Lightning damaged two buildings in Chattanooga on Monday around three o'clock in the afternoon--the chimney of the mansion at the Hunter Museum of Art, and the southeast corner of the James building at Broad and 8th Streets. Building monitor Jerry Davis says not everybody inside the James was sure what happened.

"The people on the upper floors knew that something hit the building because there was a loud boom and it was definitely obvious. The people on the lower floors, they weren't sure what was going on," says David.

The lightning strike triggered the alarm and Davis helped get the 160 people out of the building safely.

"We do regular drills and they know what to do when the alarm goes off," adds David. "So it's just a matter of monitoring them and getting them in the right direction."

The Chattanooga Fire Department blocked off the area and cleaned chunks of stone that fell onto the street. Cary Morris, the city building inspector also came to check out the 109-year-old building.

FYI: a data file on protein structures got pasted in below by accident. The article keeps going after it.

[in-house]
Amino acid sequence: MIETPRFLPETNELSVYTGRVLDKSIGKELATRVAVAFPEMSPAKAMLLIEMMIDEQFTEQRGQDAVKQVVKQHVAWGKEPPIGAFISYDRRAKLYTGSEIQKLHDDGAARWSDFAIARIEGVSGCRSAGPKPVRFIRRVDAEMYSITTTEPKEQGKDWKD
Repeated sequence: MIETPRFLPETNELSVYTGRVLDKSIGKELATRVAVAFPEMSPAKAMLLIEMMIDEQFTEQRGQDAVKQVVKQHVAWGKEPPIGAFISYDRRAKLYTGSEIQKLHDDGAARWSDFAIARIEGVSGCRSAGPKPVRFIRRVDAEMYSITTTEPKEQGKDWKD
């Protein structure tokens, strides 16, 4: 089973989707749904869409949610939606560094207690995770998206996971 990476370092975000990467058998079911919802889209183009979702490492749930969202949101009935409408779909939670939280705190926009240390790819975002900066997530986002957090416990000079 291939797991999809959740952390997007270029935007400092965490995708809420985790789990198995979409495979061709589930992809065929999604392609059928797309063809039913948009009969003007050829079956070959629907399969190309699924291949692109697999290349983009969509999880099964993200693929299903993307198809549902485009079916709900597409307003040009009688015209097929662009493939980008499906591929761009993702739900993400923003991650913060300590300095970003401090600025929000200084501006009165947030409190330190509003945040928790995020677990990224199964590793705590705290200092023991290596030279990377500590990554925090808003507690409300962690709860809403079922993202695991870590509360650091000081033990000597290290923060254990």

"He came out and they went up and looked at it from the roof and from down here with binoculars. Made sure that it was structurally safe to bring people back in," explains Davis.

David says they stood outside for about an hour before getting the all-clear to go back inside. Morris says he isn't sure if there's a working lightning rod on the roof. If there is, it should have prevented the damage.

Davis, who has been working at the James Building for ten years hopes that lightning won't strike the same place twice.

"Never. This is the first time," says Davis. "It was quite a surprise."

Morris says the owner of the building is now responsible for hiring an engineer to further inspect the roof and to clean the remaining debris off the sidewalk. Until these are done, 8th Street will stay closed between Broad and Chestnut for safety reasons.